Each distinct area is shown off with a great amount of visual detail, with Diablo IV incorporating a delightfully macabre style that is befitting of its violent story. It’s not trying to overly correct some of the criticisms laid on Diablo III either, with pops of color used tastefully to highlight areas of hope and kinship that contrast against the broader strokes of dread and fear paintingthe rest of the landscape. Things don’t always hold up when the camera zooms into to give conversations a cinematic feel, as a degradation in detail on character models and environments is more discenrable. Regardless, it’s still a striking presentation that looks incredible in motion, while also keeping information clear enough to read when fights get chaotic.
The moment-to-moment action in Diablo IV is one of its strongest traits, which is for the best given how genre-defining the series has been over the years. There’s an argument to be made that Diablo III went too far in the direction of simplification, and that’s exactly where the Diablo IV course-corrects in smart ways. You’re still limited to a total of six active abilities at a time–four on your hotbar and two on each mouse button for those on PC–but how you construct your build is no longer linear. Instead, each new level lets you invest a point in a branching skill tree, with each of its core nodes branching out further into new abilities and associated passive perks. You need to invest a certain number of total points to continue unlocking each of these nodes, so you will have to think carefully about abilities and how they serve your greater build. It’s a system that allows for a lot of flexibility, letting you experiment with focusing on one specific ability as the foundation of your build or dabbling with ways to combine two entirely different paths, such as empowering your summoned skeletons while also firing off loads of blood-infused magic as a Necromancer.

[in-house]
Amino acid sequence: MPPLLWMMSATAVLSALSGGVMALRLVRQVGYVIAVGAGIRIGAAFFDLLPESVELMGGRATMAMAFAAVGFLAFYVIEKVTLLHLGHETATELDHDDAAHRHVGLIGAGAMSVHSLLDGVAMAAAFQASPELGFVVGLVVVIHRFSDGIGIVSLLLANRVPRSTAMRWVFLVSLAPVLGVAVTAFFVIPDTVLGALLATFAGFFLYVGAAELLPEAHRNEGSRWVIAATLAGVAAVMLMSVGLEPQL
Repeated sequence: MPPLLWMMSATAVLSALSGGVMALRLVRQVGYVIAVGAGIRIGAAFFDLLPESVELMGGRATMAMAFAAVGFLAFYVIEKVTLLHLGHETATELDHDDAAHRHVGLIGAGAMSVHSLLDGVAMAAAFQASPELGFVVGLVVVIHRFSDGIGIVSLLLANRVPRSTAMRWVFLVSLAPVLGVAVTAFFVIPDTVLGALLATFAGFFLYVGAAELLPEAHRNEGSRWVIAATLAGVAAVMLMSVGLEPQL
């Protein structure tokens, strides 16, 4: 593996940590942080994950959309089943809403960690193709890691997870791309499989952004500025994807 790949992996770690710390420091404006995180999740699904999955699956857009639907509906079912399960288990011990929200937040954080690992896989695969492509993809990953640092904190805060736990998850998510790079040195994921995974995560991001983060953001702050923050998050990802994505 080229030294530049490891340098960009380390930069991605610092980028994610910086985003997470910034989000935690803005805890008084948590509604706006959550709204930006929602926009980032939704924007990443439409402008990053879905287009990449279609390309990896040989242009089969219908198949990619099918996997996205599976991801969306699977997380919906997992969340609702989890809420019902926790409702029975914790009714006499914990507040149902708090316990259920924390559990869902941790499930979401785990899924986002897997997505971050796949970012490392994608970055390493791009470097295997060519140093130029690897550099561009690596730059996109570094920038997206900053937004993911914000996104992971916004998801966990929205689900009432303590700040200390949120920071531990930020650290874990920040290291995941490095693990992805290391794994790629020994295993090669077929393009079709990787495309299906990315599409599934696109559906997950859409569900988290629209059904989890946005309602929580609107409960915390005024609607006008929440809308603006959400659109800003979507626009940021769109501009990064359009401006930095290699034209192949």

Diablo IV confidently delivers gameplay that has been carried forward and refined from both Diablo II and III, while also establishing a strong foundation for the franchise’s future
Experimentation is further encouraged by Diablo IV’s low cost to respec, and unlimited chances to do so. Unlike the more punishing approach in Diablo II, you can completely redefine your build at any time for a small fee of in-game gold, approaching your skill tree with a different idea in mind or just making some small changes to adjust for a difficult fight. This freedom is empowering in a similar way to that of Diablo III’s fluid build system, but still requires you to engage meaningfully with synergies to make your builds viable. It feels like the culmination of all the ways previous games in the series have allowed you to play while catering to as many playstyles as possible, but without many of the critical compromises from the last time out. The cost for a respec does naturally increase the higher your level, but it never got to a point where I felt it was too expensive in relation to the amount of gold I was earning at the time.
Thanks to this system, I felt free to continually change up my approach to my Necromancer. I started with a combination of skeleton summoning, shadow damaging attacks, and some blood spells for survivability. The Necromancer’s unique ability lets me either summon minions from corpses or sacrifice the ability entirely for passive advantages, which lead me to realize that I could theoretically play a Necromancer entirely as a pseudo-mage with blood and bone abilities. After some taxing boss battles, I decided to go all in on a summoning build that accentuated the abilities of my skeleton soldiers, mages, and large, hulking golem, each of which had three different variations I could combine to find perfect synergy. It was consistently satisfying to find a build that worked for a couple of hours and then completely change it, either through necessity or curiosity. Seeing small decisions manifest as big changes in terms of overall viability gives me faith that each class is going to be picked apart for various approaches that maximize elements of different playstyles.